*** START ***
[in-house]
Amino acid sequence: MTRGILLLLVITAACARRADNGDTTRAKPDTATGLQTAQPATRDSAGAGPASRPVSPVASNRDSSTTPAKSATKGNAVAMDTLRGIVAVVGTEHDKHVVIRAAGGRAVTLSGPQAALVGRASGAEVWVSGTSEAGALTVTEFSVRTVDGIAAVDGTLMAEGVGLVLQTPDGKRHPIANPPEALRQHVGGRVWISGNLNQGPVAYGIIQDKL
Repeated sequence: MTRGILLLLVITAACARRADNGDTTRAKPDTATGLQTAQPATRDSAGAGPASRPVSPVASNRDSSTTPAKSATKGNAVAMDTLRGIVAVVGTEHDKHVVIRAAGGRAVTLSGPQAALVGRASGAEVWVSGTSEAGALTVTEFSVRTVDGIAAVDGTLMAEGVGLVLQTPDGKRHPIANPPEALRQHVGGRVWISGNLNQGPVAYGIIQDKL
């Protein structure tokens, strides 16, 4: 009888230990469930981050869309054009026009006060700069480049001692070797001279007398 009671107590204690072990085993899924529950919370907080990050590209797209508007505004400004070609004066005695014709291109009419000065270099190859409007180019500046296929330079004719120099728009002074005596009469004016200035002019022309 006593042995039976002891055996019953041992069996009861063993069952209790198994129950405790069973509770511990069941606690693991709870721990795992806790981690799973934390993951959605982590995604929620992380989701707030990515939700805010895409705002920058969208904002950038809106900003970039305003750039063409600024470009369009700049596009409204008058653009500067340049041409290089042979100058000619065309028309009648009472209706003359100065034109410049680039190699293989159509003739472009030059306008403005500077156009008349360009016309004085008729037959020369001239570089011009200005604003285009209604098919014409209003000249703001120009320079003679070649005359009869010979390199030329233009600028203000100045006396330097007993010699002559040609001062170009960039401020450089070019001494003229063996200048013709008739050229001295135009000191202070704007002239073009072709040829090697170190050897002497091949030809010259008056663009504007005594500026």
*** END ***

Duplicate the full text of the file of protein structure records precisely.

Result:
[in-house]
Amino acid sequence: MTRGILLLLVITAACARRADNGDTTRAKPDTATGLQTAQPATRDSAGAGPASRPVSPVASNRDSSTTPAKSATKGNAVAMDTLRGIVAVVGTEHDKHVVIRAAGGRAVTLSGPQAALVGRASGAEVWVSGTSEAGALTVTEFSVRTVDGIAAVDGTLMAEGVGLVLQTPDGKRHPIANPPEALRQHVGGRVWISGNLNQGPVAYGIIQDKL
Repeated sequence: MTRGILLLLVITAACARRADNGDTTRAKPDTATGLQTAQPATRDSAGAGPASRPVSPVASNRDSSTTPAKSATKGNAVAMDTLRGIVAVVGTEHDKHVVIRAAGGRAVTLSGPQAALVGRASGAEVWVSGTSEAGALTVTEFSVRTVDGIAAVDGTLMAEGVGLVLQTPDGKRHPIANPPEALRQHVGGRVWISGNLNQGPVAYGIIQDKL
């Protein structure tokens, strides 16, 4: 009888230990469930981050869309054009026009006060700069480049001692070797001279007398 009671107590204690072990085993899924529950919370907080990050590209797209508007505004400004070609004066005695014709291109009419000065270099190859409007180019500046296929330079004719120099728009002074005596009469004016200035002019022309 006593042995039976002891055996019953041992069996009861063993069952209790198994129950405790069973509770511990069941606690693991709870721990795992806790981690799973934390993951959605982590995604929620992380989701707030990515939700805010895409705002920058969208904002950038809106900003970039305003750039063409600024470009369009700049596009409204008058653009500067340049041409290089042979100058000619065309028309009648009472209706003359100065034109410049680039190699293989159509003739472009030059306008403005500077156009008349360009016309004085008729037959020369001239570089011009200005604003285009209604098919014409209003000249703001120009320079003679070649005359009869010979390199030329233009600028203000100045006396330097007993010699002559040609001062170009960039401020450089070019001494003229063996200048013709008739050229001295135009000191202070704007002239073009072709040829090697170190050897002497091949030809010259008056663009504007005594500026």